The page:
Human rights - a tool for change

The final seminar of the NCVO/ESRC seminar series on Engaging Citizens looked at human rights and how the work of voluntary and community organisations could benefit from having a human rights approach. Katie Ghose from the British Institute of Human Rights (BIHR) highlighted how in the UK, public awareness of human rights remains very low and that most people and institutions think about human rights through a very narrow lens. The general tendency is to think of rights as a litigation tool, rather than a force for social change. In a recent report The Human Rights Act – Changing Lives the BIHR has identified ways in which people and organisations are already using the Human Rights Act ‘beyond the courtroom’. However, the potential of human rights as a tool for improving public services, bolstering participation and renewing our democracy, remains unrealised and the future development of human rights based approaches will necessitate a significant cultural shift.

Last updated at 15:08 Mon 18/May/09.
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Véronique's picture

Véronique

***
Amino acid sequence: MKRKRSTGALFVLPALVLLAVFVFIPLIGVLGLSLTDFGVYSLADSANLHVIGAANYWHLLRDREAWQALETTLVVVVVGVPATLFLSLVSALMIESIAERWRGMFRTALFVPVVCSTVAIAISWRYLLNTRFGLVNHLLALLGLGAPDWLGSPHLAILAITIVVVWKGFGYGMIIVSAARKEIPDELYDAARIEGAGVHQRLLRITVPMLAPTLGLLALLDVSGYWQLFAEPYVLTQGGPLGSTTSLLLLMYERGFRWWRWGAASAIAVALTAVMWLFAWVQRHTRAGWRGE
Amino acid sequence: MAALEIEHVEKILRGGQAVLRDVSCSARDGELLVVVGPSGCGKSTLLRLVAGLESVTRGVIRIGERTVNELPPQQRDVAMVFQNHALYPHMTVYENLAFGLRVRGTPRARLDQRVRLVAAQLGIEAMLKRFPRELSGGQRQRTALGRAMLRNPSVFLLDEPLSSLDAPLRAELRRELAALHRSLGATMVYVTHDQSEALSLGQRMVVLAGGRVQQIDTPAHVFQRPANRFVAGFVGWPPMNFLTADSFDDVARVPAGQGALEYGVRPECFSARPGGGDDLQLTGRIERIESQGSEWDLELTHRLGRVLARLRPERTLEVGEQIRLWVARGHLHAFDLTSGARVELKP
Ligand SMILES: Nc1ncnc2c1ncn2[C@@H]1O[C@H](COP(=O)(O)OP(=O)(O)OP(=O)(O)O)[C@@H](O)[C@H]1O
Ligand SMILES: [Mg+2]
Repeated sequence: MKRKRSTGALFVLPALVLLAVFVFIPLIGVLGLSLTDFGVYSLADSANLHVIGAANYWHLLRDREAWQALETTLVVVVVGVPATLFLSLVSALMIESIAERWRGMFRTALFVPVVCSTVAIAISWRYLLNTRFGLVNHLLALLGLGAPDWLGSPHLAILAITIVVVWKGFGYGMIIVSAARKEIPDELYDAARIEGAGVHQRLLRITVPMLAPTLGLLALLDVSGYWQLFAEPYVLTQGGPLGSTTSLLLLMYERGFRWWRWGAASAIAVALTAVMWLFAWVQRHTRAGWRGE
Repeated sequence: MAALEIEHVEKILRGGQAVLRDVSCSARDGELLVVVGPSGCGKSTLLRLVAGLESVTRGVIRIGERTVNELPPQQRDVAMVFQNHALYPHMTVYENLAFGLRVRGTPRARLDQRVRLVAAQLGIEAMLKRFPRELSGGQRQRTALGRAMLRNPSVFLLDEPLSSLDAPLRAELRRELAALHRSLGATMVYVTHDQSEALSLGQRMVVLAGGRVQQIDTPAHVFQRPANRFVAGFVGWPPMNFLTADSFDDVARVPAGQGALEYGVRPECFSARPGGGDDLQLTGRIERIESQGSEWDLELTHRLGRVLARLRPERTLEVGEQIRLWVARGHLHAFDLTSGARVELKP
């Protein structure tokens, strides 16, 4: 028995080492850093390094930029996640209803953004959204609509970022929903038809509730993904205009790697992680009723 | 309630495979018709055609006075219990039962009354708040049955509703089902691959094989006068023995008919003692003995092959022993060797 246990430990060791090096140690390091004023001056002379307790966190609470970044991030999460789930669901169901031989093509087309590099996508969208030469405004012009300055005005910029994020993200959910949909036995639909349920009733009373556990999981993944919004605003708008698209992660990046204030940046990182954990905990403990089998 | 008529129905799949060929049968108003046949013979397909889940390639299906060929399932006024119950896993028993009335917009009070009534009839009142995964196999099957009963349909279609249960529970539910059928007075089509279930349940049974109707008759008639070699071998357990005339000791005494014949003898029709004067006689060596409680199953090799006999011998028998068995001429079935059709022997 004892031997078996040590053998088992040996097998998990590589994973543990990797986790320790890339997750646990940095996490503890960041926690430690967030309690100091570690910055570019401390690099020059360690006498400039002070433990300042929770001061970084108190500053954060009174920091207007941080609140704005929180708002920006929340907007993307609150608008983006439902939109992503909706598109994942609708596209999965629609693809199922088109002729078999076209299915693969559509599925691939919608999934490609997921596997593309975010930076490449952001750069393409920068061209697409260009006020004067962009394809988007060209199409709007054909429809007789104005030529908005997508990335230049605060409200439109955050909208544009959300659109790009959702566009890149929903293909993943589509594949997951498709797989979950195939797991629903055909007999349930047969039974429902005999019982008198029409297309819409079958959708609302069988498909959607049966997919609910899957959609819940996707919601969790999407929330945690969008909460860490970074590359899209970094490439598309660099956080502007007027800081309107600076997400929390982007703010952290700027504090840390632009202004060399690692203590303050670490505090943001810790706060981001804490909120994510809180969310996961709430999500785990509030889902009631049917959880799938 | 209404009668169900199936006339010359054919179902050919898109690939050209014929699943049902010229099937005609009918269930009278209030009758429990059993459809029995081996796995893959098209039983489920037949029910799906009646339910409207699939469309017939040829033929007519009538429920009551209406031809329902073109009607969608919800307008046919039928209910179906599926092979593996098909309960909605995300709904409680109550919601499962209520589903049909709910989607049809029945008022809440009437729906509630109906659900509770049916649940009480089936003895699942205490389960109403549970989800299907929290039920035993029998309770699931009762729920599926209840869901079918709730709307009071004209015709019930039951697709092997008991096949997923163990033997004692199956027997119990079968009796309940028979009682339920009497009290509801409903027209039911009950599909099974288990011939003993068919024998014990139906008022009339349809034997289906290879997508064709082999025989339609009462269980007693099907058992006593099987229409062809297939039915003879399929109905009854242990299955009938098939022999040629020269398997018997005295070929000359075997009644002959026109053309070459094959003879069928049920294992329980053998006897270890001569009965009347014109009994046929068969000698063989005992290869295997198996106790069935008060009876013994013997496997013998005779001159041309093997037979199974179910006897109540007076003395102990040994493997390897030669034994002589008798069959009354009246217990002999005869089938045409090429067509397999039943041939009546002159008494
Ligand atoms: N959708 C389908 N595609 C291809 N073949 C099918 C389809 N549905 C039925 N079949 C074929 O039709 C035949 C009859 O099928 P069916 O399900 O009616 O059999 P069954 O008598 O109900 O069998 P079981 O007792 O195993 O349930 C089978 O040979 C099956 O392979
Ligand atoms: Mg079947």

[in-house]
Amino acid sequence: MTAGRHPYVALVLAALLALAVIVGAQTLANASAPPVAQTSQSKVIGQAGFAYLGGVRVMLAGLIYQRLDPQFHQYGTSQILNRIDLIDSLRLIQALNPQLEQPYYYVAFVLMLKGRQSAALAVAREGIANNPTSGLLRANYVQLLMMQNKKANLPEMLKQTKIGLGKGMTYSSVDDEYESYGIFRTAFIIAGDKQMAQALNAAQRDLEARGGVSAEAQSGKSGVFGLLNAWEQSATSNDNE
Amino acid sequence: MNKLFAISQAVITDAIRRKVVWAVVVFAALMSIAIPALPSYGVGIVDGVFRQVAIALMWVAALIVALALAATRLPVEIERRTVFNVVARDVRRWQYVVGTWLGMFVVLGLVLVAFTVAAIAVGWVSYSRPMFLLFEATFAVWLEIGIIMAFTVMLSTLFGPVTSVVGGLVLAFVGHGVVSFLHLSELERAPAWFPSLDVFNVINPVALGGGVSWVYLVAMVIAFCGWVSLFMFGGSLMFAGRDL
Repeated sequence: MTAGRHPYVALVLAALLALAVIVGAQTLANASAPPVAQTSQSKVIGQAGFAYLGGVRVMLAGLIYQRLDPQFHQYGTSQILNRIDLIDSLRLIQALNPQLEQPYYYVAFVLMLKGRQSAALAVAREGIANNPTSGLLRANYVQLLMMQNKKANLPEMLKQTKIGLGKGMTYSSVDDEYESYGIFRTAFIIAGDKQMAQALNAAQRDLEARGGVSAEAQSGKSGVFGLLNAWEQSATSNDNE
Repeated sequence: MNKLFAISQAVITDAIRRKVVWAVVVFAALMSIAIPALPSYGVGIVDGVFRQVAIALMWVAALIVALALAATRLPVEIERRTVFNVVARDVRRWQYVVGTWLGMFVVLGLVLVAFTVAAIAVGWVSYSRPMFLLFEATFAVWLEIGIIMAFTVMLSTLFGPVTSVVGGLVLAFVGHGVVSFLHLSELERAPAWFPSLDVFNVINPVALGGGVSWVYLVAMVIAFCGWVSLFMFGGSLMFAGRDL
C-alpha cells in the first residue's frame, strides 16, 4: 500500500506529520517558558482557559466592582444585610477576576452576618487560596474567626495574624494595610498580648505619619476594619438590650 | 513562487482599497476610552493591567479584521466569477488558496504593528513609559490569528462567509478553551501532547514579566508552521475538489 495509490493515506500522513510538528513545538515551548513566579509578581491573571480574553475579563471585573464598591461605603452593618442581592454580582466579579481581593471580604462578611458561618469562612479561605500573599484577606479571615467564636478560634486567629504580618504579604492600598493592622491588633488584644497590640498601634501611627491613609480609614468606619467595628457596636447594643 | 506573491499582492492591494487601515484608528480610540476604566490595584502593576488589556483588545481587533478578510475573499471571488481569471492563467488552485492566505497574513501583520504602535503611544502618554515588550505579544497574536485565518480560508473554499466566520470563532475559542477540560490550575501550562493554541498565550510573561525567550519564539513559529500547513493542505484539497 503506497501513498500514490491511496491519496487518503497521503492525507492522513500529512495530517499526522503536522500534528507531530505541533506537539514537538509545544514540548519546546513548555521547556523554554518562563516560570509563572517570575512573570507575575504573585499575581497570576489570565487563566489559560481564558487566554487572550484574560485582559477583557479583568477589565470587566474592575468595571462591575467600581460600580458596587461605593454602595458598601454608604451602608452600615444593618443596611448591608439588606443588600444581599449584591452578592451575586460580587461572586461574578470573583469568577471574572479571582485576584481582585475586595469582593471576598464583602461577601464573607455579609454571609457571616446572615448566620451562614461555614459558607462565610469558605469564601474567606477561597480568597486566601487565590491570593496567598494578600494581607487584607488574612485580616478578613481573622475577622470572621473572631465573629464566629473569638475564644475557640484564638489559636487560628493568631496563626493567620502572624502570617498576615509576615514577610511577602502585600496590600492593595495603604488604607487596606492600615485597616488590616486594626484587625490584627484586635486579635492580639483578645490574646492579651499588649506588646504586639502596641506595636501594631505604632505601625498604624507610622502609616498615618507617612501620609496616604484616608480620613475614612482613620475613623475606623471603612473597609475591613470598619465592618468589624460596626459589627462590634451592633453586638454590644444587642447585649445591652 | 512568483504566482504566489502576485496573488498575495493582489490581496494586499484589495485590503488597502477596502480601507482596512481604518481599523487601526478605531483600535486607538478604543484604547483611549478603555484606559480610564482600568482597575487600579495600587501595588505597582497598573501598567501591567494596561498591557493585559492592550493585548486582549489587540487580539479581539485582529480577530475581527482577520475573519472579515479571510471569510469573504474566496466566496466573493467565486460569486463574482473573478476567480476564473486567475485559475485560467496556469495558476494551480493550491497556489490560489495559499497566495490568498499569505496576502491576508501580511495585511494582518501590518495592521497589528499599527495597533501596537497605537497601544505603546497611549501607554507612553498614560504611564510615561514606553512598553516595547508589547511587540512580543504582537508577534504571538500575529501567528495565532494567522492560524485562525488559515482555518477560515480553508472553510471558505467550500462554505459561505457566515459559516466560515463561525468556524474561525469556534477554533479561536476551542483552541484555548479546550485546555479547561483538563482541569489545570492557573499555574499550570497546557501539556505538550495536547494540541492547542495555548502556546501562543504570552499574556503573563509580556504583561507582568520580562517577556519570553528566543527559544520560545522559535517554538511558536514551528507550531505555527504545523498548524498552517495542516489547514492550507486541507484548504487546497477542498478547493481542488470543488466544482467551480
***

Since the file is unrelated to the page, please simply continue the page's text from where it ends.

Third Sector Foresight

For those interested in both campaigning and human-rights approaches the Campaigning Effectiveness team at NCVO is organising an event Monday 10 December on this very topic. The programme includes workshops/sessions with the British Institute of Human Rights, Amnesty International and Scope.

Véronique's picture

Véronique

Third Sector Foresight

I have written several posts on human rights lately and here is another one. I spoke to Chris Stalker, who is head of Campaigning Effectiveness following the event he organised with his team, on human-rights based approaches to campaigning. I wanted his feedback on something which I thought was relatively new and which probably had scope for development. Chris felt there was definitely a growing interest amongst organisations, large and small but it was early days. In terms of future development, he saw some exciting and significant opportunities as well as some challenges. The three main opportunities he identified for campaigners are as follows:

1. The language of human rights is very powerful: it is based in the law, but it also moves the emphasis from ‘needs’ to ‘rights’.
2. Human rights based approaches can help campaigners link successfully the local to the global.
3. They provide a framework which has the potential to really encourage the participation of users and beneficairies.

On the downside, there are still important barriers. Cultural barriers essentially. The general public opinion is still quite negative and this can represent a reputational risk for organisations, especially for the large and well-established ones.

Following this event, Campaigning Effectiveness are planning to put together with BIHR a resource that will provide some guidelines for campaigners. So watch this space!
In the meantime, you might like to have a look at this new Charity Commission publication: Charities in the field of human rights

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